People with mental health disorders at higher risk of COVID-19 death
Patients with schizophrenia, bipolar disorder 2.3 times more likely die from coronavirus than others, says latest research
A research conducted in France has revealed that individuals with preexisting mental health disorders are at higher risk of COVID-19 death and should be categorized as an at-risk group.
COVID-19 is 1.8 times more likely to kill patients with mental disorders, according to the Nursing in Practice website citing the research published this week in JAMA Psychiatry, a monthly peer-reviewed medical journal of the University of Marseille.
According to the study, patients with severe mental health disorders, such as schizophrenia and bipolar disorder, are 2.3 times more likely die from coronavirus than patients without mental health problems.
The analysis, which looked at 16 studies covering more than 19,000 people’s medical records from seven countries, even found a higher possibility of death after adjusting for risk factors such as obesity and age in people with severe mental disorders (1.7 times) and mental disorders as a whole (1.4 times).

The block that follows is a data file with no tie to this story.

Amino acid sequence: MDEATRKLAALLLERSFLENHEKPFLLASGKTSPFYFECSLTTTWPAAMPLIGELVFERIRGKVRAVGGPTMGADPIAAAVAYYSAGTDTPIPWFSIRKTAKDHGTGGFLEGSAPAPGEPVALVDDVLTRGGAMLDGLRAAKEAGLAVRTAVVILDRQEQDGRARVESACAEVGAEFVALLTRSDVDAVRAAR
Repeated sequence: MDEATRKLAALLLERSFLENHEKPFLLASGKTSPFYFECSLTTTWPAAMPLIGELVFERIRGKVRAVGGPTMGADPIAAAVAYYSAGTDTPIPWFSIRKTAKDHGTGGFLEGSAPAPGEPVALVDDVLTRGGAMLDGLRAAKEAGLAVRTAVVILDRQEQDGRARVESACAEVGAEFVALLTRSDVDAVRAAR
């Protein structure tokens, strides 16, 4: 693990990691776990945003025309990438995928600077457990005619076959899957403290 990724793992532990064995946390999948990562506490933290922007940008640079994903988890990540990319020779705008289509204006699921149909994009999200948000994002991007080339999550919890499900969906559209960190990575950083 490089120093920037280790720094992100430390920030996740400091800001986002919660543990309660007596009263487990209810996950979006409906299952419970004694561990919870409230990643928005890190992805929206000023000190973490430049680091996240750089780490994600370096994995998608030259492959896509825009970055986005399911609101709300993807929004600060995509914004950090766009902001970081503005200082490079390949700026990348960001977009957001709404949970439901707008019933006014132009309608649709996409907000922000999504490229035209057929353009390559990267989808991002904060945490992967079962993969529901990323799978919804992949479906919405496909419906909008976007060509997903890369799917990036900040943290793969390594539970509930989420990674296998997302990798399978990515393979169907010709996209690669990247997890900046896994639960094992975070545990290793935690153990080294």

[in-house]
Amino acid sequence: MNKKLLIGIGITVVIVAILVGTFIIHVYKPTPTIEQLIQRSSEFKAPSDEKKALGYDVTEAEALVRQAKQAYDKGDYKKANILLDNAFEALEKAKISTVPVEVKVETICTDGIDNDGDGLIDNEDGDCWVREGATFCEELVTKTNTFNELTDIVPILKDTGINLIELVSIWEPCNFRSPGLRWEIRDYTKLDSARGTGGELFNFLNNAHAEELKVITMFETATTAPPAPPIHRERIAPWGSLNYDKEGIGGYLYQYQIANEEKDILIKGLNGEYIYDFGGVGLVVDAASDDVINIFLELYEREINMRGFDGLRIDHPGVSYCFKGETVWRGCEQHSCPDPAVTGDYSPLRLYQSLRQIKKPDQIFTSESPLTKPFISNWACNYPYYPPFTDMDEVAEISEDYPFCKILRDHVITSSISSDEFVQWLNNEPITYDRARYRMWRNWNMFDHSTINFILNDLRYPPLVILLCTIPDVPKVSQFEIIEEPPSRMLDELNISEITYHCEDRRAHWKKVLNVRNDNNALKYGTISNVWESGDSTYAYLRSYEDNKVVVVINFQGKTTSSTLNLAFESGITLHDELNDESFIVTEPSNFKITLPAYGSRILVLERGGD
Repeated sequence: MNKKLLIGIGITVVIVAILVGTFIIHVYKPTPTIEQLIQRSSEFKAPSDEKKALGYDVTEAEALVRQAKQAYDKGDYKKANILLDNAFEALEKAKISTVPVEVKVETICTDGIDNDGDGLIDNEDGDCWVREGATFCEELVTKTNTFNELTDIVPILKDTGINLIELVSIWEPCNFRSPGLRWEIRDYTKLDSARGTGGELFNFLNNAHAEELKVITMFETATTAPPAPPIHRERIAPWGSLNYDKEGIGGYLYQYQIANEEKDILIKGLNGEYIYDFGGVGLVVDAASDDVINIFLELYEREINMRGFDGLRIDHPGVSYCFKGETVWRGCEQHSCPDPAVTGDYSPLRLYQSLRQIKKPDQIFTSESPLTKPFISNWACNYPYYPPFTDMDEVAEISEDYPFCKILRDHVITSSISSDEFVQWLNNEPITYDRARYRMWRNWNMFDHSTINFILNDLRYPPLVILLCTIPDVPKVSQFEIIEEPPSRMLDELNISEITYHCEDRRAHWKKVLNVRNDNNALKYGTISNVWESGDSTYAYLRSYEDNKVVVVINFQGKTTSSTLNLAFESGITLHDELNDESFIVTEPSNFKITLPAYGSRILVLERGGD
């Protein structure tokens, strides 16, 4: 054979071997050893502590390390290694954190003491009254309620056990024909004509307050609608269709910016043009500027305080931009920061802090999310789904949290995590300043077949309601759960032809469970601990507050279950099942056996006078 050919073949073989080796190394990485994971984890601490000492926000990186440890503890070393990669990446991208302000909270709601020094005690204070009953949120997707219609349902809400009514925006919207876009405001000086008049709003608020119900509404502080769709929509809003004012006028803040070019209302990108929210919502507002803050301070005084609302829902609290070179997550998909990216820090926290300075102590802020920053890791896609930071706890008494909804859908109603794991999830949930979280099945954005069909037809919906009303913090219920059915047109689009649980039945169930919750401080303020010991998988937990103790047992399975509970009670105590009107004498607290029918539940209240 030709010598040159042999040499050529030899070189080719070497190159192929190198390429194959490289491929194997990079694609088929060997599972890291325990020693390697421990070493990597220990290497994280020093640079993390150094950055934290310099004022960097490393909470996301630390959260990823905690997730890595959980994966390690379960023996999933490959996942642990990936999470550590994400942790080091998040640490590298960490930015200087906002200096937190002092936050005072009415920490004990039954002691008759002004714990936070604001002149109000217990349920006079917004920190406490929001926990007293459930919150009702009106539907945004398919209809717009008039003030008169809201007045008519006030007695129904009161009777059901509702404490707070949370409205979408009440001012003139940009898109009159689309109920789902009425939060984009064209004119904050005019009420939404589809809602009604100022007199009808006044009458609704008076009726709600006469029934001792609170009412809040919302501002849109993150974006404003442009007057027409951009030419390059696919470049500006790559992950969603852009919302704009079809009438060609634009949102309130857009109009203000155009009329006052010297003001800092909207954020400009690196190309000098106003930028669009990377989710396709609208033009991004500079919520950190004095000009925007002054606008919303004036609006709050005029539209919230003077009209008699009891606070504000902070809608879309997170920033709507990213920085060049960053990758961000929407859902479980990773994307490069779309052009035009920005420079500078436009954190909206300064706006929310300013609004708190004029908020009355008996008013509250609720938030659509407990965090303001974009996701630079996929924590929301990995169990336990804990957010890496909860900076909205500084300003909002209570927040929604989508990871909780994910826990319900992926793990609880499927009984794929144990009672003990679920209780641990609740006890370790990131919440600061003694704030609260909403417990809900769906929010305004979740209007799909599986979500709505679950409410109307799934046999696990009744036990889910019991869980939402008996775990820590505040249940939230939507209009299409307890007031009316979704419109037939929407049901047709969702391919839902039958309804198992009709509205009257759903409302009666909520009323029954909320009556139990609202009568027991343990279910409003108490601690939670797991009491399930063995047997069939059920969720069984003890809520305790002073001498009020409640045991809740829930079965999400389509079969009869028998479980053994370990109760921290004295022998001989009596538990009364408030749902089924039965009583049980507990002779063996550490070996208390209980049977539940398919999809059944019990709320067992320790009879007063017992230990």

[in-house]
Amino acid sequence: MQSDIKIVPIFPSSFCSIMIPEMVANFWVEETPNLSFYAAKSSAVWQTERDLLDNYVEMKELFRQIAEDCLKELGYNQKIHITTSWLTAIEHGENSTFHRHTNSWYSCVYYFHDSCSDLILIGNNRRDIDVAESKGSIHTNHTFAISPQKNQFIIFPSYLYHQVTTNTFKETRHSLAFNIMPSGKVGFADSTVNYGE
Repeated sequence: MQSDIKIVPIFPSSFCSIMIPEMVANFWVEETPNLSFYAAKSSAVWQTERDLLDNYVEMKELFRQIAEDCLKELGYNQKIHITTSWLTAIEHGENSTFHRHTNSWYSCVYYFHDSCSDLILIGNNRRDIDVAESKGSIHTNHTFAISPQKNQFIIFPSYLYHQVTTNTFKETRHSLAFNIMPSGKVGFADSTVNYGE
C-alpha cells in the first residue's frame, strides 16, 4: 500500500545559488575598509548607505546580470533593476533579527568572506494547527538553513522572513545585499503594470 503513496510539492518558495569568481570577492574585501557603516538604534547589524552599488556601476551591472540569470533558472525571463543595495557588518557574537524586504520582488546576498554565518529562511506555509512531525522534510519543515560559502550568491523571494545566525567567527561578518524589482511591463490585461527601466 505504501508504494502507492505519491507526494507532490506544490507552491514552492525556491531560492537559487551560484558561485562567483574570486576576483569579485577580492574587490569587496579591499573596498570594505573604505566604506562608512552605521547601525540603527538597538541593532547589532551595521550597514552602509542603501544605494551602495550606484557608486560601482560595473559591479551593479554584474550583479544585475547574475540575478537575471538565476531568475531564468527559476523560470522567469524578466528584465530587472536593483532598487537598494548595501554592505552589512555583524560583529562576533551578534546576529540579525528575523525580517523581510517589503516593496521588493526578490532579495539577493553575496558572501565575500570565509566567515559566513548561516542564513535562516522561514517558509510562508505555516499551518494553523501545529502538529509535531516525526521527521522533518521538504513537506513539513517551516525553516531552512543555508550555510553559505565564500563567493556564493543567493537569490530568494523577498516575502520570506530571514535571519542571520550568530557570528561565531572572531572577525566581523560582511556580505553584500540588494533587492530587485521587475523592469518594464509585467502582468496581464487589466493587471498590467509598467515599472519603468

The researchers urged public health decision-makers to prioritize mental health patients for disease prevention, vaccinations, treatment and specific training for hospital staff.
The research suggested that the immune system differences in people with bipolar or schizophrenia could possibly explain the higher risks in these groups.
However, it said future studies should look at the risk of death for each mental health disorder, as opposed to mental health disorders as a whole.
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